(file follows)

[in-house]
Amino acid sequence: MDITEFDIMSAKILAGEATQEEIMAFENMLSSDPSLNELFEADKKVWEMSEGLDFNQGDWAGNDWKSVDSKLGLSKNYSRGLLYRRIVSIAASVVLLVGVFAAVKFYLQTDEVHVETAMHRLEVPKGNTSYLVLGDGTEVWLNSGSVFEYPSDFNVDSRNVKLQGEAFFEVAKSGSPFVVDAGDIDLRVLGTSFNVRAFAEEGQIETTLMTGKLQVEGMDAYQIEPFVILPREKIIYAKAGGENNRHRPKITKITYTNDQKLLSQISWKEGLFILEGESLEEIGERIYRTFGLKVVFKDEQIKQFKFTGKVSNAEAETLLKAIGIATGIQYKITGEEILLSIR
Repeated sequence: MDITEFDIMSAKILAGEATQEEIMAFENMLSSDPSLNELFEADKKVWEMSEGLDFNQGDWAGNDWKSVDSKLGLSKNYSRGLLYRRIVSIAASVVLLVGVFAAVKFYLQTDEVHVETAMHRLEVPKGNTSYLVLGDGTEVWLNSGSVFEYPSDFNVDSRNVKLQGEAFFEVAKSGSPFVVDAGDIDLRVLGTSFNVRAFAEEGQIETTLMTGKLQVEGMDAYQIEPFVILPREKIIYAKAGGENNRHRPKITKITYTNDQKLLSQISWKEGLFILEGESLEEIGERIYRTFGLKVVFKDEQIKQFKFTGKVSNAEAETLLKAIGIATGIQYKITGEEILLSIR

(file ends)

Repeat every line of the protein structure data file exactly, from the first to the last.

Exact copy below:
[in-house]
Amino acid sequence: MDITEFDIMSAKILAGEATQEEIMAFENMLSSDPSLNELFEADKKVWEMSEGLDFNQGDWAGNDWKSVDSKLGLSKNYSRGLLYRRIVSIAASVVLLVGVFAAVKFYLQTDEVHVETAMHRLEVPKGNTSYLVLGDGTEVWLNSGSVFEYPSDFNVDSRNVKLQGEAFFEVAKSGSPFVVDAGDIDLRVLGTSFNVRAFAEEGQIETTLMTGKLQVEGMDAYQIEPFVILPREKIIYAKAGGENNRHRPKITKITYTNDQKLLSQISWKEGLFILEGESLEEIGERIYRTFGLKVVFKDEQIKQFKFTGKVSNAEAETLLKAIGIATGIQYKITGEEILLSIR
Repeated sequence: MDITEFDIMSAKILAGEATQEEIMAFENMLSSDPSLNELFEADKKVWEMSEGLDFNQGDWAGNDWKSVDSKLGLSKNYSRGLLYRRIVSIAASVVLLVGVFAAVKFYLQTDEVHVETAMHRLEVPKGNTSYLVLGDGTEVWLNSGSVFEYPSDFNVDSRNVKLQGEAFFEVAKSGSPFVVDAGDIDLRVLGTSFNVRAFAEEGQIETTLMTGKLQVEGMDAYQIEPFVILPREKIIYAKAGGENNRHRPKITKITYTNDQKLLSQISWKEGLFILEGESLEEIGERIYRTFGLKVVFKDEQIKQFKFTGKVSNAEAETLLKAIGIATGIQYKITGEEILLSIR